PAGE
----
Forum for Science, Industry and Business

Sponsored by:     3M 
Search our Site:

 

Research showing how bacteria communicate with each other can lead to new ways for dealing with their spread

01.03.2011
A pathway whereby bacteria communicate with each other has been discovered by researchers at the Hebrew University of Jerusalem. The discovery has important implications for efforts to cope with the spread of harmful bacteria in the body.

Bacteria are known to communicate in nature primarily via the secretion and receipt of extracellular signalling molecules, said Prof. Sigal Ben-Yehuda of the Institute for Medical Research Israel-Canada (IMRIC) at the Hebrew University Faculty of Medicine, head of the research team on the phenomenon, whose work is currently reported in the journal Cell.

This communication enables bacteria to execute sophisticated tasks such as dealing with antibiotic production and secretion of virulence factors.

Ben-Yedhua’s group identified a previously uncharacterized type of bacterial communication mediated by nanotubes that bridge neighboring cells. The researchers showed that these nanotubes connect bacteria of the same and different species. Via these tubes, bacteria are able to exchange small molecules, proteins and even small genetic elements (known as plasmids).

This mechanism can facilitate the acquisition of new features in nature, such as antibiotic resistance. In this view, gaining a better molecular understanding of nanotube formation could lead to the development of novel strategies to fight against pathogenic bacteria, said Ben-Yehuda.

For further information:

Jerry Barach, Dept. of Media Relations, the Hebrew University,
Tel: 02-588-2904
Orit Sulitzeanu, Hebrew University spokesperson, Tel: 054-8820016

Jerry Barach | Hebrew University
Further information:
http://www.huji.ac.il

More articles from Life Sciences:

nachricht One step closer to reality
20.04.2018 | Max-Planck-Institut für Entwicklungsbiologie

nachricht The dark side of cichlid fish: from cannibal to caregiver
20.04.2018 | Veterinärmedizinische Universität Wien

All articles from Life Sciences >>>

The most recent press releases about innovation >>>

Die letzten 5 Focus-News des innovations-reports im Überblick:

Im Focus: Spider silk key to new bone-fixing composite

University of Connecticut researchers have created a biodegradable composite made of silk fibers that can be used to repair broken load-bearing bones without the complications sometimes presented by other materials.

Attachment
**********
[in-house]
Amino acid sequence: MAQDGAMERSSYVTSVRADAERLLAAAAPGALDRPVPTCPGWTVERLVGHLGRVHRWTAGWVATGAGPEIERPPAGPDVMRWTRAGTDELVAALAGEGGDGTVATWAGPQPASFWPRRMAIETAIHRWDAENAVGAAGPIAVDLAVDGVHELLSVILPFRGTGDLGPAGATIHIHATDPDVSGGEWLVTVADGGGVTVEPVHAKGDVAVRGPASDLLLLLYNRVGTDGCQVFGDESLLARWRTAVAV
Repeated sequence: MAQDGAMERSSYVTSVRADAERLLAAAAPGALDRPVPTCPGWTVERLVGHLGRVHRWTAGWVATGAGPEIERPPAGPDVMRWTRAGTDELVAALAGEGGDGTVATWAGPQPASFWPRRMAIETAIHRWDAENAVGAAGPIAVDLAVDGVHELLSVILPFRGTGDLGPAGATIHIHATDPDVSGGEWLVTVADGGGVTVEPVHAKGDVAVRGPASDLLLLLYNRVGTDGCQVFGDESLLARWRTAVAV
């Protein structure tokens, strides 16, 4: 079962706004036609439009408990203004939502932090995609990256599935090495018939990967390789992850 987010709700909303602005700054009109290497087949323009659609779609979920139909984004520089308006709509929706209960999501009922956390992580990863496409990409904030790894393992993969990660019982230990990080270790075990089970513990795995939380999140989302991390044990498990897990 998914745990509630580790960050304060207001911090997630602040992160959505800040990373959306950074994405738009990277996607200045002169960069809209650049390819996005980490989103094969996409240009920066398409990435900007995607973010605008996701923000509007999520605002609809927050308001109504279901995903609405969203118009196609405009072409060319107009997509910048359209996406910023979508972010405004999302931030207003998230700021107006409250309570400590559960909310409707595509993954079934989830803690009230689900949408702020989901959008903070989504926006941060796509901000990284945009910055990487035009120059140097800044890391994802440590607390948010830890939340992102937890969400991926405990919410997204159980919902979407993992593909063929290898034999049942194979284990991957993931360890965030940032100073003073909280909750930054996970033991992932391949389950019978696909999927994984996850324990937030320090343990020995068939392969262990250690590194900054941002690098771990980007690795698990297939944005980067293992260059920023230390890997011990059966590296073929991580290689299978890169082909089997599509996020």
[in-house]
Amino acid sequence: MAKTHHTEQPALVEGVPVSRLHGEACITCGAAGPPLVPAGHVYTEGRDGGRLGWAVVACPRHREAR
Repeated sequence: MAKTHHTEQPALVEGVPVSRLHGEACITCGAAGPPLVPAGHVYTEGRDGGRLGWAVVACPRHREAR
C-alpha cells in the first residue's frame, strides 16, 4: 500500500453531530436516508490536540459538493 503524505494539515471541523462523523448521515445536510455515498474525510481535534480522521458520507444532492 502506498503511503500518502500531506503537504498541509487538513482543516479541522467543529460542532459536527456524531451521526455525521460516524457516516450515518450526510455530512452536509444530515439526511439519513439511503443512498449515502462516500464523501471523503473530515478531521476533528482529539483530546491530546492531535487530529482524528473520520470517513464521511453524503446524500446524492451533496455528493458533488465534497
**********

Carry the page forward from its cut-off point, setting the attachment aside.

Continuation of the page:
Repairing major load-bearing bones such as those in the leg can be a long and uncomfortable process.

Im Focus: Writing and deleting magnets with lasers

Study published in the journal ACS Applied Materials & Interfaces is the outcome of an international effort that included teams from Dresden and Berlin in Germany, and the US.

Scientists at the Helmholtz-Zentrum Dresden-Rossendorf (HZDR) together with colleagues from the Helmholtz-Zentrum Berlin (HZB) and the University of Virginia...

Im Focus: Gamma-ray flashes from plasma filaments

Novel highly efficient and brilliant gamma-ray source: Based on model calculations, physicists of the Max PIanck Institute for Nuclear Physics in Heidelberg propose a novel method for an efficient high-brilliance gamma-ray source. A giant collimated gamma-ray pulse is generated from the interaction of a dense ultra-relativistic electron beam with a thin solid conductor. Energetic gamma-rays are copiously produced as the electron beam splits into filaments while propagating across the conductor. The resulting gamma-ray energy and flux enable novel experiments in nuclear and fundamental physics.

The typical wavelength of light interacting with an object of the microcosm scales with the size of this object. For atoms, this ranges from visible light to...

Im Focus: Basel researchers succeed in cultivating cartilage from stem cells

Stable joint cartilage can be produced from adult stem cells originating from bone marrow. This is made possible by inducing specific molecular processes occurring during embryonic cartilage formation, as researchers from the University and University Hospital of Basel report in the scientific journal PNAS.

Certain mesenchymal stem/stromal cells from the bone marrow of adults are considered extremely promising for skeletal tissue regeneration. These adult stem...

Im Focus: Like a wedge in a hinge

Researchers lay groundwork to tailor drugs for new targets in cancer therapy

In the fight against cancer, scientists are developing new drugs to hit tumor cells at so far unused weak points. Such a “sore spot” is the protein complex...

All Focus news of the innovation-report >>>

Anzeige

Anzeige

VideoLinks
Industry & Economy
Event News

Invitation to the upcoming "Current Topics in Bioinformatics: Big Data in Genomics and Medicine"

13.04.2018 | Event News

Unique scope of UV LED technologies and applications presented in Berlin: ICULTA-2018

12.04.2018 | Event News

IWOLIA: A conference bringing together German Industrie 4.0 and French Industrie du Futur

09.04.2018 | Event News

 
Latest News

Magnetic nano-imaging on a table top

20.04.2018 | Physics and Astronomy

Start of work for the world's largest electric truck

20.04.2018 | Interdisciplinary Research

Atoms may hum a tune from grand cosmic symphony

20.04.2018 | Physics and Astronomy

VideoLinks
Science & Research
Overview of more VideoLinks >>>